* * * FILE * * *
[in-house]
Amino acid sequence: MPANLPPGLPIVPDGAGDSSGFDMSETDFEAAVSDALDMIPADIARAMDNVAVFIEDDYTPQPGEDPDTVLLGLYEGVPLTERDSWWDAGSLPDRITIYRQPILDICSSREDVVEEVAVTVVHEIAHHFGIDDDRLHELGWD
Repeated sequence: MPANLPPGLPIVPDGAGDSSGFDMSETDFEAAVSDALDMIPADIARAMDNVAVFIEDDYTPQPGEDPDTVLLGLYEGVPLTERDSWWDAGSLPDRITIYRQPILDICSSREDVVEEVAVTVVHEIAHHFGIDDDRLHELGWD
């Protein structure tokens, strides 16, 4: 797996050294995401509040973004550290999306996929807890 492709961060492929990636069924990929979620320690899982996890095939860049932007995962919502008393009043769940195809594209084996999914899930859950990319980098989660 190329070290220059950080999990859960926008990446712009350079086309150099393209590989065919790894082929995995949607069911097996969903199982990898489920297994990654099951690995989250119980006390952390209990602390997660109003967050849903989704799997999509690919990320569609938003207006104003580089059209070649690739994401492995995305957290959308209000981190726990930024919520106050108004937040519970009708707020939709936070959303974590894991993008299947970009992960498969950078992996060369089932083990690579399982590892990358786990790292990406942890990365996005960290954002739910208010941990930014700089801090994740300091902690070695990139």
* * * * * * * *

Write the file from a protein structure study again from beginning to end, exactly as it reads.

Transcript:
[in-house]
Amino acid sequence: MPANLPPGLPIVPDGAGDSSGFDMSETDFEAAVSDALDMIPADIARAMDNVAVFIEDDYTPQPGEDPDTVLLGLYEGVPLTERDSWWDAGSLPDRITIYRQPILDICSSREDVVEEVAVTVVHEIAHHFGIDDDRLHELGWD
Repeated sequence: MPANLPPGLPIVPDGAGDSSGFDMSETDFEAAVSDALDMIPADIARAMDNVAVFIEDDYTPQPGEDPDTVLLGLYEGVPLTERDSWWDAGSLPDRITIYRQPILDICSSREDVVEEVAVTVVHEIAHHFGIDDDRLHELGWD
């Protein structure tokens, strides 16, 4: 797996050294995401509040973004550290999306996929807890 492709961060492929990636069924990929979620320690899982996890095939860049932007995962919502008393009043769940195809594209084996999914899930859950990319980098989660 190329070290220059950080999990859960926008990446712009350079086309150099393209590989065919790894082929995995949607069911097996969903199982990898489920297994990654099951690995989250119980006390952390209990602390997660109003967050849903989704799997999509690919990320569609938003207006104003580089059209070649690739994401492995995305957290959308209000981190726990930024919520106050108004937040519970009708707020939709936070959303974590894991993008299947970009992960498969950078992996060369089932083990690579399982590892990358786990790292990406942890990365996005960290954002739910208010941990930014700089801090994740300091902690070695990139």